Submitted by JKamensky on Thu, 10/08/2020 - 14:59
When Vice President Gore’s reinventing government team was being formed in the early 1990s, he encouraged it to not focus on reorganizing agencies and programs, but rather to fix what’s inside the agencies. He also advocated the creation of “virtual agencies.” At the time, no one really understood what he was talking about, but today – with the technologies now available – it is really possible.
Submitted by JKamensky on Thu, 10/08/2020 - 14:54
What Is Presidential Reorganization Authority?
Beginning in 1932, presidents were periodically granted authority by Congress to submit plans to reorganize agencies. Over time, it became increasingly limited in scope and when this authority expired in 1984, presidents since then have not asked for it to be renewed, until now.
Submitted by rgordon on Wed, 10/07/2020 - 17:40
This year’s awards recognize 225 individuals and/or teams that improved mission results, customer service or demonstrated accountable stewardship. Six were highlighted for the President’s Award. For example, one team at the National Oceanic and Atmospheric Administration was recognized for fixing an instrument failure on a newly launched, $1 billion weather satellite – from a distance of 22,300 miles! Absent their ingenuity, it would have been a total loss.
Submitted by JKamensky on Fri, 09/25/2020 - 08:28
Bend or Build the Bureaucracy? Government Executive offers two feature stories where its reporters: “explore what Trump’s first term tells us about how he would govern in a second term, and what Joe Biden’s deep experience in Washington tells us about how he would lead the executive branch.”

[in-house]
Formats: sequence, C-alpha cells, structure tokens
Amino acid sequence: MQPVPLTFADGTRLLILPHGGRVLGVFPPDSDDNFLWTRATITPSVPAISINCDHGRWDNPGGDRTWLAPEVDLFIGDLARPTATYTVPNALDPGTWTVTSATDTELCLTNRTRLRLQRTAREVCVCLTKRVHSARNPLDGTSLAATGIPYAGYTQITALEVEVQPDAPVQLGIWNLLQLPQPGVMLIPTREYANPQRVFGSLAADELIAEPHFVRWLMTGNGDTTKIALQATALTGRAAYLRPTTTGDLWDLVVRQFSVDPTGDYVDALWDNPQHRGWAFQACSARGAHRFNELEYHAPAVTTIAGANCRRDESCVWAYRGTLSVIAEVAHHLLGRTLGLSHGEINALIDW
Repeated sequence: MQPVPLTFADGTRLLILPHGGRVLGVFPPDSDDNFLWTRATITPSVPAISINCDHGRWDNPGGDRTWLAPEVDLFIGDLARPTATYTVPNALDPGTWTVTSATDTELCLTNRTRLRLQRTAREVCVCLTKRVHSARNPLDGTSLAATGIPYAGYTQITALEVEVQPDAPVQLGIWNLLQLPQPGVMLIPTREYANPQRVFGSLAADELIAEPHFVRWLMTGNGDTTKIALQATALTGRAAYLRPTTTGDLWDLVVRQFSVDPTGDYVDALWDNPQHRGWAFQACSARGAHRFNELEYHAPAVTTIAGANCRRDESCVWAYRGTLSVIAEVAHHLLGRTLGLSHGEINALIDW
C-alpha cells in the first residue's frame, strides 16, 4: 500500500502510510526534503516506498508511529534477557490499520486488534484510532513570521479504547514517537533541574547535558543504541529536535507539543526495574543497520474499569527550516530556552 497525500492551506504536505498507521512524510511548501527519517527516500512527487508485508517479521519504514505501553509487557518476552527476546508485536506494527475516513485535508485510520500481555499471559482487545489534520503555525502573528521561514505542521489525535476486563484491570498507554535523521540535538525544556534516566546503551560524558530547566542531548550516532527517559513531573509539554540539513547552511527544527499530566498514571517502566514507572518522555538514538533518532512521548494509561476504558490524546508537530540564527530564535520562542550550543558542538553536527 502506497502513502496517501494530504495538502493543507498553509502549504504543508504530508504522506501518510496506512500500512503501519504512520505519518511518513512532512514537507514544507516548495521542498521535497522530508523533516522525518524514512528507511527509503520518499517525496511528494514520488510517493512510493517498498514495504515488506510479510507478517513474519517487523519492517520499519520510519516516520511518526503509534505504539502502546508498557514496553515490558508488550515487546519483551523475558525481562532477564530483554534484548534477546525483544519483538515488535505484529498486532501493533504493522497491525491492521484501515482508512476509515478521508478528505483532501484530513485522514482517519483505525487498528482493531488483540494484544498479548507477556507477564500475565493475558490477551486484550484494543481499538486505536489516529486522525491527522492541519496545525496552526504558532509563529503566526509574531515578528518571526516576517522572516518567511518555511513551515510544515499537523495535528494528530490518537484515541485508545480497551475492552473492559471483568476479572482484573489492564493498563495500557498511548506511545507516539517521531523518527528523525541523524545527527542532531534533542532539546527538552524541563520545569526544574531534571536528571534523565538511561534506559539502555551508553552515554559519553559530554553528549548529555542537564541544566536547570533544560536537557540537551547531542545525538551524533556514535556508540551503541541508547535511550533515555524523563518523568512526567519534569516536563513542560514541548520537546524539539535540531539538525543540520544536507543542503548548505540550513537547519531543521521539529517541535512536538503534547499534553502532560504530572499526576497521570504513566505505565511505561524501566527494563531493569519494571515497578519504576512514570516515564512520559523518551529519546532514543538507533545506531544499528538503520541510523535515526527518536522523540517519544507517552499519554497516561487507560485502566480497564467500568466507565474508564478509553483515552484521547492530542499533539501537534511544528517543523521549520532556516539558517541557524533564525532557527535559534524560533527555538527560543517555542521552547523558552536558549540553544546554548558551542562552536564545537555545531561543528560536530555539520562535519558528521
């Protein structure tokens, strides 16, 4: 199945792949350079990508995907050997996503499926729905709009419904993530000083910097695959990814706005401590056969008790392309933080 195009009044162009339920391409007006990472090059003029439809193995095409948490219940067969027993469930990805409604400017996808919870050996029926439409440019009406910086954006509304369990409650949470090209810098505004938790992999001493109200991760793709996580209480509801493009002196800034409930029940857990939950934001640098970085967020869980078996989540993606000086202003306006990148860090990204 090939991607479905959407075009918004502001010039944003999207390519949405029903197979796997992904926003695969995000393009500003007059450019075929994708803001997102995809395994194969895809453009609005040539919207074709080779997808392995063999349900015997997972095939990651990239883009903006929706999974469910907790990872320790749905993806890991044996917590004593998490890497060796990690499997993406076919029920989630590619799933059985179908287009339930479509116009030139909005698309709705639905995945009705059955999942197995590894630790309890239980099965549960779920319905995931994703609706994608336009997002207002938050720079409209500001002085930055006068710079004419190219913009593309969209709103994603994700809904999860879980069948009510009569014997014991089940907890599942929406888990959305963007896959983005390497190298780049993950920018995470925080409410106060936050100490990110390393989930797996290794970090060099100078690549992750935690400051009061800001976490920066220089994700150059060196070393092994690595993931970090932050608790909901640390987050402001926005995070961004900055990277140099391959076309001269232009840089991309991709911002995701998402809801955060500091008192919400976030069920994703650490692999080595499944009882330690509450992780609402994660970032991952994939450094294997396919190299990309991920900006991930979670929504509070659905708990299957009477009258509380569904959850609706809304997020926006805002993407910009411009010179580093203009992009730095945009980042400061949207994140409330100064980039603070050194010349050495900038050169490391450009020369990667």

Submitted by JKamensky on Fri, 09/18/2020 - 12:52
Six More Months. Government Executive reports: “A majority of federal employees currently working from home due to the novel coronavirus pandemic do not expect to return to the office any time soon, according to a new survey, with 60% saying they expect to remain in their current posture for at least another six months.”
Submitted by rgordon on Wed, 09/16/2020 - 09:45
For 22 of the 24 largest federal agencies, they’ve achieved that status. Two agencies remain in financial statement purgatory – the Departments of Defense and Housing and Urban Development. Until they can meet muster with their auditors, the governmentwide financial statement will remain incomplete, as well.
The requirement to produce agency and governmentwide financial statements, and have them audited, stems from the early 1990s. At that time, no one had a clue how hard it would be to complete a “clean” or “unqualified” audit opinion.
Submitted by JKamensky on Tue, 09/15/2020 - 10:18
[Note: This column also appears in Washington Technology. It is the eighth in a series on how the COVID-19 crisis has changed how government works. Sheri Fields and Michaela Drust, IBM, contributed as co-authors of this column.]
Submitted by JKamensky on Fri, 09/11/2020 - 11:14
Frictionless Data-Mashing. NextGov reports: “The IRS is using its relatively new, quickturn procurement vehicle—Pilot IRS—to support a governmentwide data collection effort in support of fixing pain points in the government’s acquisition process. . . .
Submitted by JKamensky on Fri, 09/04/2020 - 09:12
Heal Thyself! Government Executive reports: “The Partnership for Public Service this week said that federal agencies don’t have to wait for legislation or new regulations from the Office of Personnel Management to implement improvements to how they attract and hire talent. . . .
Submitted by JKamensky on Mon, 08/31/2020 - 13:40
[Note: This column also appears in Washington Technology. It is the seventh in a series on how the COVID-19 crisis has changed how government works. Michaela Drust, IBM, co-authored this column.]